PHOENIX, Ariz. — A prosecutor at the trial of a man charged with fatally shooting an Arizona police officer during a 2010 traffic stop and throwing tools from his truck during a high-speed chase that followed told jurors Wednesday that the slain officer never had a chance to pull out his handgun.
Defendant Christopher Redondo was so close to Lt. Eric Shuhandler during the traffic stop that gunpowder got embedded in the eyes of the Gilbert officer, prosecutor Juan Martinez told jurors during opening statements at Redondo’s trial.
“The gun was still holstered,” Martinez said.
Daniel Raynak, an attorney for Redondo, opted to make opening statements later in the trial, leading prosecutors to start calling witnesses.
Prosecutors are seeking the death penalty.
Redondo, who has pleaded not guilty to murder and other charges, wasn’t in the courtroom during opening statements. He watched part of the trial from a nearby room at the courthouse using a live video feed before he was taken back to jail. It’s unknown why Redondo wasn’t in the courtroom.
Martinez didn’t reveal a motive to jurors, but investigators said previously that Shuhandler, a 16-year police veteran, was shot as he walked from his patrol car back to Redondo’s truck after learning that Redondo had an arrest warrant. Redondo’s truck had been pulled over because it had a partially covered license plate.
Authorities say Redondo and Daimen Joseph Irizarry, who was driving Redondo’s truck, fled after the shooting in Gilbert, a suburb of Phoenix.
Officers who responded to the shooting found Shuhandler gasping for breath. He was pronounced dead at a hospital.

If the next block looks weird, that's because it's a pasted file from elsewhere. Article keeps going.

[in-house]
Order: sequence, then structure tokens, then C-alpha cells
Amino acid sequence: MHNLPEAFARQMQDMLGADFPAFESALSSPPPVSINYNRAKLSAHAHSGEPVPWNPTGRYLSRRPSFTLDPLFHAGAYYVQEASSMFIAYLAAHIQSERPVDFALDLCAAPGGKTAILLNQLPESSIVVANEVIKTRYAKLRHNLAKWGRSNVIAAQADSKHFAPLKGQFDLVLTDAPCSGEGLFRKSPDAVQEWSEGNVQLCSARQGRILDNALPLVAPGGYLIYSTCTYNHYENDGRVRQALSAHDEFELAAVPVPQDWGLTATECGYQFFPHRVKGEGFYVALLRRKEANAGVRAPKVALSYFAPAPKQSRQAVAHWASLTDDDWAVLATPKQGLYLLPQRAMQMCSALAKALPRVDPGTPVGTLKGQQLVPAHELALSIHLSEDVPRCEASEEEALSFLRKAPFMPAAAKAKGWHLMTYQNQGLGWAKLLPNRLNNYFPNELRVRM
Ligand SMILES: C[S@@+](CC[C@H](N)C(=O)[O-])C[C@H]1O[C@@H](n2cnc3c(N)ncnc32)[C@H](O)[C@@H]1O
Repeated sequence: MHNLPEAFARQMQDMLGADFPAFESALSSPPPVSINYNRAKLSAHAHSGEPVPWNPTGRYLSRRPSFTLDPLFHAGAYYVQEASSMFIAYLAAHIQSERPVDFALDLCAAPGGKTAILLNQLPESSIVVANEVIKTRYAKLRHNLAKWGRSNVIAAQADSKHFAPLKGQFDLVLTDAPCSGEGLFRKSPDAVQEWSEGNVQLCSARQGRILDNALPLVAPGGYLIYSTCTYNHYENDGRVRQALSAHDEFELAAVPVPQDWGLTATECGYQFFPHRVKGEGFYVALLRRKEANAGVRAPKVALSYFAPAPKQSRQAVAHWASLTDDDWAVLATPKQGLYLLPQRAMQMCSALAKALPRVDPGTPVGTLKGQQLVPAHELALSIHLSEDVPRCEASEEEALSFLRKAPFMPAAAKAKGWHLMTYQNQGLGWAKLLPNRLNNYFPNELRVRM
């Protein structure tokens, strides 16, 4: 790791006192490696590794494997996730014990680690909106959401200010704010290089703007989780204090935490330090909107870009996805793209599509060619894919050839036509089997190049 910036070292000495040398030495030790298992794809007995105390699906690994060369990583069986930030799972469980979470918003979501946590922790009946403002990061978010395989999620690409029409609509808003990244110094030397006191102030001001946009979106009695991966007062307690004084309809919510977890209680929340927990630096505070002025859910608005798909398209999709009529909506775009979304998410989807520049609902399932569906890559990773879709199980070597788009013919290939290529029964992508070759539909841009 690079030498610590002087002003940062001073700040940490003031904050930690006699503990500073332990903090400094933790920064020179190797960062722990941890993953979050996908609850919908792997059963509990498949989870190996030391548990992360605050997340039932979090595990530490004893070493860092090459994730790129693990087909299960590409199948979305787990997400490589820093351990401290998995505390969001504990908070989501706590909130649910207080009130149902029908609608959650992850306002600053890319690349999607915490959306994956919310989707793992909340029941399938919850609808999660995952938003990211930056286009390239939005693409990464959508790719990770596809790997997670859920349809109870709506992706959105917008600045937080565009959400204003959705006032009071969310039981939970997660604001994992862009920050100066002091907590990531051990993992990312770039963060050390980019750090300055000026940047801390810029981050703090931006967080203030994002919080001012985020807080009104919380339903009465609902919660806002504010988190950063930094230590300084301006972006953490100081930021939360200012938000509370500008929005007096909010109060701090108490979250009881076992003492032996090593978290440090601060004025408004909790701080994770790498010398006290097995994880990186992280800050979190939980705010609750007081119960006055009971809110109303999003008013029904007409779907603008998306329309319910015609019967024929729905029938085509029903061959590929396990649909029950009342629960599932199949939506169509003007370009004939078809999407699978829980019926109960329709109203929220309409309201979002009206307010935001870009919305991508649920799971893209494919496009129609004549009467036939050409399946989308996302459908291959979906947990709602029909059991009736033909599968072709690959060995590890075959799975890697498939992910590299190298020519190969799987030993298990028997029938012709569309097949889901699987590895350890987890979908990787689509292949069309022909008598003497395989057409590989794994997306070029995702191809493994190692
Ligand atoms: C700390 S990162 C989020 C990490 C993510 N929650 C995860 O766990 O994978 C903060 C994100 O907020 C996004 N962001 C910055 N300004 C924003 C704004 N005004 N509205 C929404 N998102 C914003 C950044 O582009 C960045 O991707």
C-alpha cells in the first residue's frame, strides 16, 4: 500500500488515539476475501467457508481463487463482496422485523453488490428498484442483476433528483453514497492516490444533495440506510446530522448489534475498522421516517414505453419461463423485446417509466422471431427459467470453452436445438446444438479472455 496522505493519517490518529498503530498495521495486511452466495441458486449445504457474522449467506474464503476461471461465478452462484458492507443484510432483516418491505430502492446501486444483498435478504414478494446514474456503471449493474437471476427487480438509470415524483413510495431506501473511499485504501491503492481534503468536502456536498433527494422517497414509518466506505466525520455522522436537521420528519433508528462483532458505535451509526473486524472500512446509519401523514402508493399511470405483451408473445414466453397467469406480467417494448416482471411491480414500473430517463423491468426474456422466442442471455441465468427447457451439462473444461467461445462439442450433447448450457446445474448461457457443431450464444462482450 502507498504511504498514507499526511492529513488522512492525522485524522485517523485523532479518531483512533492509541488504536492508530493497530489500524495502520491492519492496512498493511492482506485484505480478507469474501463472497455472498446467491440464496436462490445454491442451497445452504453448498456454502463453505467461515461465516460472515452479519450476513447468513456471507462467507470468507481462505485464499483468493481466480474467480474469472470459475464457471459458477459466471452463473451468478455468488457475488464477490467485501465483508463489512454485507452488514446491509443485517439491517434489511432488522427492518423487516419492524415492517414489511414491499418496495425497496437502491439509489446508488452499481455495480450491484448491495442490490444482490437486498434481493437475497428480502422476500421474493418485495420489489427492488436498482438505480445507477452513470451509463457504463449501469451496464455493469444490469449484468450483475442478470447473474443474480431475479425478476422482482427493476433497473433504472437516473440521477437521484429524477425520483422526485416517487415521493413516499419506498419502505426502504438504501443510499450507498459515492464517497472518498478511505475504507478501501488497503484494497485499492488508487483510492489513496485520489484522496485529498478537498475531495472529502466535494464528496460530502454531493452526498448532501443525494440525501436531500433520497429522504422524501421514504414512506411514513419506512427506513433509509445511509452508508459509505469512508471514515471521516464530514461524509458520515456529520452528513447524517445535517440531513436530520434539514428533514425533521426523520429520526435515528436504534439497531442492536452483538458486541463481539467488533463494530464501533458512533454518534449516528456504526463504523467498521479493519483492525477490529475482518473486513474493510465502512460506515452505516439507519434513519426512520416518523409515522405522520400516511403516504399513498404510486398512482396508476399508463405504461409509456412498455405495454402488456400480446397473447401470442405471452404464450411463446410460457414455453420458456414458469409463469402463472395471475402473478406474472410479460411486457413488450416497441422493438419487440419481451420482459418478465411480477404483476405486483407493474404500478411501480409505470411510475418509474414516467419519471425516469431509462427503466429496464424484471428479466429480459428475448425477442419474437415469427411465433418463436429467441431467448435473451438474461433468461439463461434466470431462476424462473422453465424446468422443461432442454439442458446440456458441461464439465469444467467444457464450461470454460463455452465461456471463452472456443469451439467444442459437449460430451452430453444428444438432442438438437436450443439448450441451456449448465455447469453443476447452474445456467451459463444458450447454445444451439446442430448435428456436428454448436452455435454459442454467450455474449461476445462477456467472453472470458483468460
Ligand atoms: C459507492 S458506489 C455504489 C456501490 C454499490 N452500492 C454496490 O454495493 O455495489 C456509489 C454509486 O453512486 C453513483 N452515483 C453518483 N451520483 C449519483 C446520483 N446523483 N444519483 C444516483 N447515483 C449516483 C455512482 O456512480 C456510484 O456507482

During the 50-mile chase, police say, Redondo leaned from the passenger-side window of the truck and fired two gunshots at a police vehicle on U.S. 60.
Redondo also is accused of climbing into his truck’s bed and tossing wrenches, an air compressor tank and other objects at pursuing officers to get them to back off. The objects prompted some officers to pull over to the shoulder of the freeway, police said.
“He is disabling these vehicles,” Martinez said. “Most of them are experiencing flat tires.”
Redondo is accused of firing shots at officers again after the truck ran out of gas, and the chase ended in the mining community of Superior, about 65 miles (104 kilometers) southeast of downtown Phoenix.
Authorities said Redondo and Irizarry got out of the truck, and Redondo fired more shots at officers, who returned fire.
Redondo and Irizarry were both shot and survived.
Irizarry was taken into custody, but the wounded Redondo refused to surrender, so a police dog was sent to drag him toward officers.
Irizarry was sentenced to 107 years in prison for his convictions on drive-by shooting and aggravated assault charges.